# Chapter 8 Introduction to Number Theory. Prime Numbers prime numbers only have divisors of 1 and self –they cannot be written as a product of other numbers.

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Chapter 8 Introduction to Number Theory

Prime Numbers prime numbers only have divisors of 1 and self –they cannot be written as a product of other numbers –note: 1 is prime, but is generally not of interest eg. 2,3,5,7 are prime, 4,6,8,9,10 are not prime numbers are central to number theory list of prime number less than 200 is: 2 3 5 7 11 13 17 19 23 29 31 37 41 43 47 53 59 61 67 71 73 79 83 89 97 101 103 107 109 113 127 131 137 139 149 151 157 163 167 173 179 181 191 193 197 199

Prime Factorisation to factor a number n is to write it as a product of other numbers: n=a × b × c note that factoring a number is relatively hard compared to multiplying the factors together to generate the number the prime factorisation of a number n is when its written as a product of primes –eg. 91=7×13 ; 3600=2 4 ×3 2 ×5 2

Relatively Prime Numbers & GCD two numbers a, b are relatively prime if have no common divisors apart from 1 –eg. 8 & 15 are relatively prime since factors of 8 are 1,2,4,8 and of 15 are 1,3,5,15 and 1 is the only common factor conversely can determine the greatest common divisor by comparing their prime factorizations and using least powers –eg. 300=2 1 ×3 1 ×5 2 18=2 1 ×3 2 hence GCD(18,300)=2 1 ×3 1 ×5 0 =6

Fermat's Theorem a p-1 mod p = 1 – where p is prime and gcd(a,p)=1 also known as Fermat’s Little Theorem useful in public key and primality testing

Euler Totient Function ø(n) when doing arithmetic modulo n complete set of residues is: 0..n-1 reduced set of residues is those numbers (residues) which are relatively prime to n –eg for n=10, –complete set of residues is {0,1,2,3,4,5,6,7,8,9} –reduced set of residues is {1,3,7,9} number of elements in reduced set of residues is called the Euler Totient Function ø(n)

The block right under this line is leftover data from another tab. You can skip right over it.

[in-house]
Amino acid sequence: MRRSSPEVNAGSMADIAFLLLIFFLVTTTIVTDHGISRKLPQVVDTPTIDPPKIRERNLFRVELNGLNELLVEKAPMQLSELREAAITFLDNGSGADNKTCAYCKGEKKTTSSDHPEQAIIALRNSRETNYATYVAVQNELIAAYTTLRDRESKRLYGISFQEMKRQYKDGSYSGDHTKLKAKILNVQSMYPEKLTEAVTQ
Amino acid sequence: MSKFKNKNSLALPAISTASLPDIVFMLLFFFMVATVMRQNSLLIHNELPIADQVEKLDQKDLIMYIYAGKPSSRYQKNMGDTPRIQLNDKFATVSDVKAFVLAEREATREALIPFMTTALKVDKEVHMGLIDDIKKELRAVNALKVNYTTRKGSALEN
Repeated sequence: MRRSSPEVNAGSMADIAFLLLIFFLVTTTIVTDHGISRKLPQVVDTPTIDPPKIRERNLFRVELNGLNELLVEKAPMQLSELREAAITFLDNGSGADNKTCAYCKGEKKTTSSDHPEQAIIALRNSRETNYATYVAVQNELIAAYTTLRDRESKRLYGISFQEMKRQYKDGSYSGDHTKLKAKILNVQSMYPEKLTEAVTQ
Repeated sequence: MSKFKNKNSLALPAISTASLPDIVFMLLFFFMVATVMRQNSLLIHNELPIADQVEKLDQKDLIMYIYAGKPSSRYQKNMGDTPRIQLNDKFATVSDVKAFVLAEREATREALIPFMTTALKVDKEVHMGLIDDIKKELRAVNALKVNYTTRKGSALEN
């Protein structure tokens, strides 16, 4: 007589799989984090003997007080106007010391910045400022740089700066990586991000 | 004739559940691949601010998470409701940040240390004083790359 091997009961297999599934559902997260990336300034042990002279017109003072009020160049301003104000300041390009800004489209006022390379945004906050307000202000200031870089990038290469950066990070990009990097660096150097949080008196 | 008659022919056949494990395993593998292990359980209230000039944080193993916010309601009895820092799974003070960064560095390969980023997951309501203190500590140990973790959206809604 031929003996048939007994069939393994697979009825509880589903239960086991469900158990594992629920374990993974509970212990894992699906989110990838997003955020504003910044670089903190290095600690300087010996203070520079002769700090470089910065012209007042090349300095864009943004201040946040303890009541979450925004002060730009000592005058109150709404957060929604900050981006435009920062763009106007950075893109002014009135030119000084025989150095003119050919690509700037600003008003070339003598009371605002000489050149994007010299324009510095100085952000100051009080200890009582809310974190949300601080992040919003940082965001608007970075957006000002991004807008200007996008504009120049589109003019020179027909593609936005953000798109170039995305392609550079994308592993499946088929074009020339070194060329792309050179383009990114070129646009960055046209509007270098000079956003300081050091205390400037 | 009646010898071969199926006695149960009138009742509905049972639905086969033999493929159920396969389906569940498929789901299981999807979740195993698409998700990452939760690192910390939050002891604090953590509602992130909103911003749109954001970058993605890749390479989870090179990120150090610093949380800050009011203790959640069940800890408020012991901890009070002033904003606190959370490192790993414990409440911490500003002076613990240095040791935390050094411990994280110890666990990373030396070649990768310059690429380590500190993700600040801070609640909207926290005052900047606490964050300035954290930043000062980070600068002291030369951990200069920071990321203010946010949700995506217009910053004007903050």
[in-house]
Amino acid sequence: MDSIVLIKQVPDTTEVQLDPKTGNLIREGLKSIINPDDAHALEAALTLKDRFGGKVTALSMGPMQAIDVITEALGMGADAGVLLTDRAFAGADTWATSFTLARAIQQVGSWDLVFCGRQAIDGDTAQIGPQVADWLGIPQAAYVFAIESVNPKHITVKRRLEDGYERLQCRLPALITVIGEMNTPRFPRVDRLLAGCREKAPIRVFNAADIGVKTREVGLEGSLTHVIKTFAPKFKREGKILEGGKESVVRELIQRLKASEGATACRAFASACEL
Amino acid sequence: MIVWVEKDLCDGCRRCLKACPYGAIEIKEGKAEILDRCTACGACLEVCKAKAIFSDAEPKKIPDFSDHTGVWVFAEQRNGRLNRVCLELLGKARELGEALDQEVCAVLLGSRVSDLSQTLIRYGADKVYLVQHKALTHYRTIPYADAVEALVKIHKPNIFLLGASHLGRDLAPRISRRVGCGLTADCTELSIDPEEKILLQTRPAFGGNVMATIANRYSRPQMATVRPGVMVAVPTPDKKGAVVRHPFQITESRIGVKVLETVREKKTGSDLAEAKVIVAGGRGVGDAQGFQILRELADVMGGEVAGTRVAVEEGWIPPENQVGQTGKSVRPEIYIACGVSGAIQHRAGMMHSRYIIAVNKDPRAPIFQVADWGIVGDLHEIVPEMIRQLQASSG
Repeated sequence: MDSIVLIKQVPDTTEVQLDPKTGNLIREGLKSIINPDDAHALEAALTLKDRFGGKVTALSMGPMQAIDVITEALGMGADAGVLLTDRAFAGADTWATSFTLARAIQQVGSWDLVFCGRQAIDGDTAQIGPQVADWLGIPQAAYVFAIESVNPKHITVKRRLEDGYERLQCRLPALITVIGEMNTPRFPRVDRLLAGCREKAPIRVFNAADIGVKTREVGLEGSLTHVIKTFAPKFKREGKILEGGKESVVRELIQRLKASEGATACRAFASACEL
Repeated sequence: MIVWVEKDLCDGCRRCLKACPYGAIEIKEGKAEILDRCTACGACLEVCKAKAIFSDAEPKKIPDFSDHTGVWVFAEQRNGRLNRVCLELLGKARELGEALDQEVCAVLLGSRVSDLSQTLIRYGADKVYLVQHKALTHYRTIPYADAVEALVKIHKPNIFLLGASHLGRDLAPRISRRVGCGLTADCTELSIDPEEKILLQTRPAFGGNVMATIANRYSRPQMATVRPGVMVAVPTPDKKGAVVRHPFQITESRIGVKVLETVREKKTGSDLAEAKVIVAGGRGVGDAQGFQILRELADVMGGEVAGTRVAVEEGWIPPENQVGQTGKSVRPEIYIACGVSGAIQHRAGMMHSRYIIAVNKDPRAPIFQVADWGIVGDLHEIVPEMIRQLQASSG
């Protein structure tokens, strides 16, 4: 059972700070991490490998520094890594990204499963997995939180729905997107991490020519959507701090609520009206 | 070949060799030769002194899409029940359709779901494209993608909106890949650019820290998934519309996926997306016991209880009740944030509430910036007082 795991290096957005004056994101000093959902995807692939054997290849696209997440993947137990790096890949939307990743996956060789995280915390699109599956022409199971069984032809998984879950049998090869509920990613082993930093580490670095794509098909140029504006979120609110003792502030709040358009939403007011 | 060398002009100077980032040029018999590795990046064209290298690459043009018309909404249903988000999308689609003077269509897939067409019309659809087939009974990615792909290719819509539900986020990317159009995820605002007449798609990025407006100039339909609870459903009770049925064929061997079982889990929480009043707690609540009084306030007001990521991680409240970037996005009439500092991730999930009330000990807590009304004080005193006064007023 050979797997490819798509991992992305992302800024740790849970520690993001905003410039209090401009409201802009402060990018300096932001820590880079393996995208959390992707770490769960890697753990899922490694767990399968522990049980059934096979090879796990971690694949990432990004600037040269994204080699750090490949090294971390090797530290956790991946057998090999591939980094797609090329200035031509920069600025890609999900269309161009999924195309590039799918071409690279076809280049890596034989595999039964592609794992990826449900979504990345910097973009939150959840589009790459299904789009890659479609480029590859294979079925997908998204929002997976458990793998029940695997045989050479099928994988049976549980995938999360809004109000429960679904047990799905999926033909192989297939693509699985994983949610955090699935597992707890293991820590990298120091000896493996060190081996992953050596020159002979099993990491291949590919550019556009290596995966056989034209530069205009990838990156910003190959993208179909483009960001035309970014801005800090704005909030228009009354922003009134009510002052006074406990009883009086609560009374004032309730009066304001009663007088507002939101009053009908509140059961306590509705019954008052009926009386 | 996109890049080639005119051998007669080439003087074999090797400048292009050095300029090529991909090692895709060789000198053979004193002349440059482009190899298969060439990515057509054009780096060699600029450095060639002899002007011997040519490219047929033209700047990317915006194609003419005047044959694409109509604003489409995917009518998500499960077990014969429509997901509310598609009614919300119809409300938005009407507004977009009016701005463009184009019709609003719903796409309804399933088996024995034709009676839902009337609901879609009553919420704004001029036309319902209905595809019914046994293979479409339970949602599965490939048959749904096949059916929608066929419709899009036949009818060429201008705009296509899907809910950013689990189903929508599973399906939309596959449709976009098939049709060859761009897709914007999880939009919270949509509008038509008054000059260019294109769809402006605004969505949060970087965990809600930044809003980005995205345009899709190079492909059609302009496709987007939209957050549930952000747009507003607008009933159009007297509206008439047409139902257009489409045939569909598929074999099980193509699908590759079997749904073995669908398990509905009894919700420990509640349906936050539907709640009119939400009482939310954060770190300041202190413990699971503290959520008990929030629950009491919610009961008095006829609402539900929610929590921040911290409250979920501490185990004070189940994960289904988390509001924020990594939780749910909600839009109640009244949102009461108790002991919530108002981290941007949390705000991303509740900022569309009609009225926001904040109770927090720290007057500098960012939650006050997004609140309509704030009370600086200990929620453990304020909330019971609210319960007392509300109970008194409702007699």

Euler Totient Function ø(n) to compute ø(n) need to count number of elements to be excluded in general need prime factorization, but –for p (p prime) ø(p) = p-1 –for p.q (p,q prime) ø(p.q) = (p-1)(q-1) eg. –ø(37) = 36 –ø(21) = (3–1)×(7–1) = 2×6 = 12

Euler's Theorem a generalisation of Fermat's Theorem a ø(n) mod N = 1 –where gcd(a,N)=1 eg. –a=3;n=10; ø(10)=4; –hence 3 4 = 81 = 1 mod 10 –a=2;n=11; ø(11)=10; –hence 2 10 = 1024 = 1 mod 11

Chinese Remainder Theorem used to speed up modulo computations Z m : M = m 1 m 2..m k ; gcd(m i,m j )=1 for 1  i,j  k A  Z m : A  (a 1,a 2,..,a k ); where a i =A mod m i for 1  i  k Bijection: Z m  Z m1  Z m2  … Z mk Chinese Remainder theorem lets us work in each moduli m i separately since computational cost is proportional to size, this is faster than working in the full modulus M

Chinese Remainder Theorem A, B  Z m : A  (a 1,a 2,..,a k ); B  (b 1,b 2,..,b k ) (A+B) mod M  ((a 1 +b 1 )mod m 1,..,(a k +b k )mod m k ) (A-B) mod M  ((a 1 -b 1 )mod m 1,..,(a k -b k )mod m k ) (A  B) mod M  ((a 1  b 1 )mod m 1,..,(a k  b k )mod m k )

Chinese Remainder Theorem to compute (a 1,a 2,..,a k ) from A is just to take a i =A mod m i to compute A from (a 1,a 2,..,a k ) from A firstly compute all M i =M /m i ; M i  0 mod m j for all j  i

Primitive Roots from Euler’s theorem have a ø(n) mod n=1 consider a m mod n=1, GCD(a,n)=1 –must exist for m= ø(n) but may be smaller –once powers reach m, cycle will repeat if smallest is m= ø(n) then a is called a primitive root of n; a, a 2, …, a ø(n) are distinct (mod n) and are all relatively prime to n. if p is prime and a is a primitive root of p, then successive powers of a "generate" the group mod p Not all integers have primitive roots. 2, 4, p , 2 p  have primitive roots, where p is any odd prime and  is a positive integer.

the inverse problem to exponentiation is to find the discrete logarithm of a number modulo p that is to find x where a x = b mod p written as x=log a b mod p or x=ind a,p (b) if a is a primitive root then always exists, otherwise may not –x = log 3 4 mod 13 (x st 3 x = 4 mod 13) has no answer –x = log 2 3 mod 13 = 4 by trying successive powers whilst exponentiation is relatively easy, finding discrete logarithms is generally a hard problem The time complexity to find x is Discrete Logarithms or Indices

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